L.A.’s Jewish Top Foodie
Pulitzer-winning food critic Jonathan Gold on his family, his favorite delis, and what makes food Jewish
Pulitzer Prize-winning food critic Jonathan Gold shows up every year at L.A. Weekly’s annual Gold Standard fundraiser. After all, the food-and-wine benefit was named for him, and its proceeds benefit Heal the Bay, an environmental nonprofit where his brother Mark was, until recently, president. But this year, as Gold stood at the entrance of the fundraiser, dressed in striped gray trousers and a pink plaid shirt, something was different.
The March event—held at the Petersen Automotive Museum on Los Angeles’ Miracle Mile, featuring food and drink from some 50 of Gold’s “essential” restaurants—was also a farewell for Gold. He was leaving L.A. Weekly, where he started writing 30 years ago, and moving the next day to the Los Angeles Times to become the daily’s restaurant reviewer. So, for many of the chefs and owners of L.A.’s thousands of ethnic restaurants that he brought to the fore over the years, this was a chance to thank him.
Susan Feniger, one of the chefs at the event, who made a refreshing mint lemonade alongside Chinese moon cakes, said of Gold, “To have a local restaurant critic who is drawn to dumpy or street food places—that is, in reality, what food is about.”
Gold has been to thousands of off-the-beaten-track restaurants in L.A., often holes in the wall with amazing ethnic dishes. Most restaurant critics don’t bother with such places, opting instead to focus on mainstream venues; Gold, in contrast, has redefined the mainstream.
“There is nobody like Jonathan. He is brilliant,” said food writer Ruth Reichl, currently editorial adviser at Gilt Taste. “He is a person who lives in his head in some way. I don’t claim to know his interior life, but it is very rich.”
Part of that richness comes from Gold’s Jewish upbringing, which has affected his interest in food and writing. Although Gold has interviewed thousands of people over the years, he finds himself on the other end of interviews far less often. And in those instances, Gold doesn’t usually discuss his Jewishness. So, I caught up with him recently, after he started back at the Times, to talk about his childhood, his career, and how being Jewish has influenced him.
The first and only food writer to win the Pulitzer—in 2007—Gold traces his interest in food to his childhood. Born and raised in L.A., he is the son of a Jewish probation officer and a Christian Scientist teacher and librarian who converted to Judaism when they married.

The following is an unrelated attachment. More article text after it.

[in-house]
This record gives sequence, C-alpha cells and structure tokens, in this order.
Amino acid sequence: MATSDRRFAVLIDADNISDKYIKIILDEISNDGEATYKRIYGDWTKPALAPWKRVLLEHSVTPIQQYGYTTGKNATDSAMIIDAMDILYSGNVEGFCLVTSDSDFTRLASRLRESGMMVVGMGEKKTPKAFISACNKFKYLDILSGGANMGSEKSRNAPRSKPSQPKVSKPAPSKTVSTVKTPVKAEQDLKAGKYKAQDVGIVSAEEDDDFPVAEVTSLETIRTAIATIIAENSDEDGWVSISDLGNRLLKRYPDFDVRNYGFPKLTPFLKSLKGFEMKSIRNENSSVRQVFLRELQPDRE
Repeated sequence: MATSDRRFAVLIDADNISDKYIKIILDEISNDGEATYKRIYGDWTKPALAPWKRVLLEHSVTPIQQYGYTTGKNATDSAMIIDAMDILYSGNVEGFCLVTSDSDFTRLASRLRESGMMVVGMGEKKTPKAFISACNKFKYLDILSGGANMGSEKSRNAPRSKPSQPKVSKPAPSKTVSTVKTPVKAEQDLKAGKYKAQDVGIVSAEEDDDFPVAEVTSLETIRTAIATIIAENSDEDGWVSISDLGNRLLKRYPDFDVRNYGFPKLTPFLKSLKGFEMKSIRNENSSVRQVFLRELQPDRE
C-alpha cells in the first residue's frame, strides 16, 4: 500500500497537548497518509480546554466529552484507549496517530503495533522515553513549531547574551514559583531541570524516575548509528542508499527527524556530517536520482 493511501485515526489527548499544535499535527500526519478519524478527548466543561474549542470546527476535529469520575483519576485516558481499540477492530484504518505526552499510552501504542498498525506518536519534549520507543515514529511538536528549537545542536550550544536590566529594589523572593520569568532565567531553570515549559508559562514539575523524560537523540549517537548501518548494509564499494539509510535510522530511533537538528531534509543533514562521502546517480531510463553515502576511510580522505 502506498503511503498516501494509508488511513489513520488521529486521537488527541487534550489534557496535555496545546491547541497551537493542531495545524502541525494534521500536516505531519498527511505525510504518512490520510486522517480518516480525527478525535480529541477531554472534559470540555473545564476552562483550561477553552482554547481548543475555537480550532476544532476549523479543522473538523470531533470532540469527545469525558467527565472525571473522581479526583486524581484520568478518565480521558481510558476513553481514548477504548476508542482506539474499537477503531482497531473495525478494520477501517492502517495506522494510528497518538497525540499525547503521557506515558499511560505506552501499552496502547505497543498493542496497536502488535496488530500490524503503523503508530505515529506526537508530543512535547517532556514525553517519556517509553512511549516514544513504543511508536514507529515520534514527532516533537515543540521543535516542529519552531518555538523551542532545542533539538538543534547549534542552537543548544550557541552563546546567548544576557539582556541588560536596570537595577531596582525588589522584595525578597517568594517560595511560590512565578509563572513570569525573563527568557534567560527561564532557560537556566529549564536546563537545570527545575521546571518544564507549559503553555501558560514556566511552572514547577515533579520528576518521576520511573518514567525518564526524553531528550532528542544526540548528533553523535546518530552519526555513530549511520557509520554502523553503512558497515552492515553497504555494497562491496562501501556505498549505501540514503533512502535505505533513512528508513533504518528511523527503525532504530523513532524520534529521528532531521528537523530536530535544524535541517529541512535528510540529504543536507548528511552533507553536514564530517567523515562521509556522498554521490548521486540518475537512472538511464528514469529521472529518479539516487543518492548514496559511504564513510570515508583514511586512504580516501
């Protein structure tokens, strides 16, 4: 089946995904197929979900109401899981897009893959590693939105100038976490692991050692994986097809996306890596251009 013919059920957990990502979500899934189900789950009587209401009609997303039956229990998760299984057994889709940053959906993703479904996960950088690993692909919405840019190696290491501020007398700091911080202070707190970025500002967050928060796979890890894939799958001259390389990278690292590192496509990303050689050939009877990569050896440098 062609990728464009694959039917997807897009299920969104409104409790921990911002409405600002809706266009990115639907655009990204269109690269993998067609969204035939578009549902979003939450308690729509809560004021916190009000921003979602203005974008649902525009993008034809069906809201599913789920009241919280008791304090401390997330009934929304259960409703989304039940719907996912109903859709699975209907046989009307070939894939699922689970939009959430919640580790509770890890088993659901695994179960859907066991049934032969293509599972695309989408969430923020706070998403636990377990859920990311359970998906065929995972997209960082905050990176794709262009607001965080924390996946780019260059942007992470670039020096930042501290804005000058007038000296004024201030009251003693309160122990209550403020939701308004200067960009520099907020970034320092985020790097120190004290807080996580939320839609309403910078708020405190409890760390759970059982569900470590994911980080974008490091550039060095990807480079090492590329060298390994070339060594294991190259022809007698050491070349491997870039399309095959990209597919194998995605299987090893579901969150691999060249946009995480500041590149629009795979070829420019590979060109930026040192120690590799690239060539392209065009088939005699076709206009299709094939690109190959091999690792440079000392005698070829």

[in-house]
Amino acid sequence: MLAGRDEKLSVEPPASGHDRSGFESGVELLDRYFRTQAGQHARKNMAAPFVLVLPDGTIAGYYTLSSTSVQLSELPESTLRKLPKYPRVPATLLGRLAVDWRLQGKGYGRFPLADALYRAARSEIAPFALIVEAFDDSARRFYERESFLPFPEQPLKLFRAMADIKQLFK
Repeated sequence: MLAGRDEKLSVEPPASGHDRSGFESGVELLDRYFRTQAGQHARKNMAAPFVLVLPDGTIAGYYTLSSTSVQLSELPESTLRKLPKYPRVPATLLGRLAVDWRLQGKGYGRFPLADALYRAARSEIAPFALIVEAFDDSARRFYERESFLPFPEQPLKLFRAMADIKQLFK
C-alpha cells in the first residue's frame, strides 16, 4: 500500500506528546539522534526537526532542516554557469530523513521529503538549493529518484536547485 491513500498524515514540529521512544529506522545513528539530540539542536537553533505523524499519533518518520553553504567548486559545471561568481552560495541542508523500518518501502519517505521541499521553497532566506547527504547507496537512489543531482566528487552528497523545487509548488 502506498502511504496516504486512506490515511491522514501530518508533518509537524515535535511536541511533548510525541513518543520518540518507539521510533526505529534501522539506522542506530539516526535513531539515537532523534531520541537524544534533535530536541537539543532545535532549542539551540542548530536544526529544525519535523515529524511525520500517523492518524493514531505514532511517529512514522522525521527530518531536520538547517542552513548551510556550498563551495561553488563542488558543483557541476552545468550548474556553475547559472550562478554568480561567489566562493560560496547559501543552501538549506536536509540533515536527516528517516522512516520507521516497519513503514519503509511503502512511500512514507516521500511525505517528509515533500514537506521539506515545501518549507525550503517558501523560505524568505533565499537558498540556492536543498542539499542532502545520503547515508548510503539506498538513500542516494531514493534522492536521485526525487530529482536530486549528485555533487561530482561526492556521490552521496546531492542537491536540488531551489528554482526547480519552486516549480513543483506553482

“I grew up in the most Reform family possible,” Gold told me. “My dad’s idea of being Jewish was dropping us off at religious school and reading the newspaper. My father always felt more Jewish in the delis than he did in the shul. Sundays were deli day at Junior’s or Canter’s.”
Perhaps that childhood deli day lay some of the foundation for a lifetime of food writing, day in and day out as if a religion itself.
“Deli food in L.A. is great,” he noted. According to Gold, there is a hierarchy of delis in L.A. with Nate and Al’s at the top, Lenny’s, a show-bizzy place, and Junior’s for the middle class. Brent’s, says Gold, is “filled with arrivistes from the valley.”
“My favorite is still Langer’s, because it is unreconstructed deli,” he added. “All the deli owners in this country are third generation, who have decided that what people really want is chicken salad and club sandwiches.” Like many L.A. foodies, Gold prefers Langer’s pastrami with its crispy bread, and the restaurant’s tangy Reuben sandwich: “Langer’s doesn’t make any claims to be anything but a deli.”
As a young boy, Gold wanted to be a poet, but his other calling kept getting in the way. “Half the poems were about food,” he recalled with a laugh. “My interest in food became systematic. In my senior year of high school, I had dinner almost every night with the parents of my girlfriend, the daughter of Chinese college professors. They made four courses of simple, home-cooked food every night.” Gold watched in the kitchen. “I remember the one food she was protecting me from was tofu. Being a non-Chinese person, she thought I would find it disgusting,” he said. “That was what she was protecting me from!”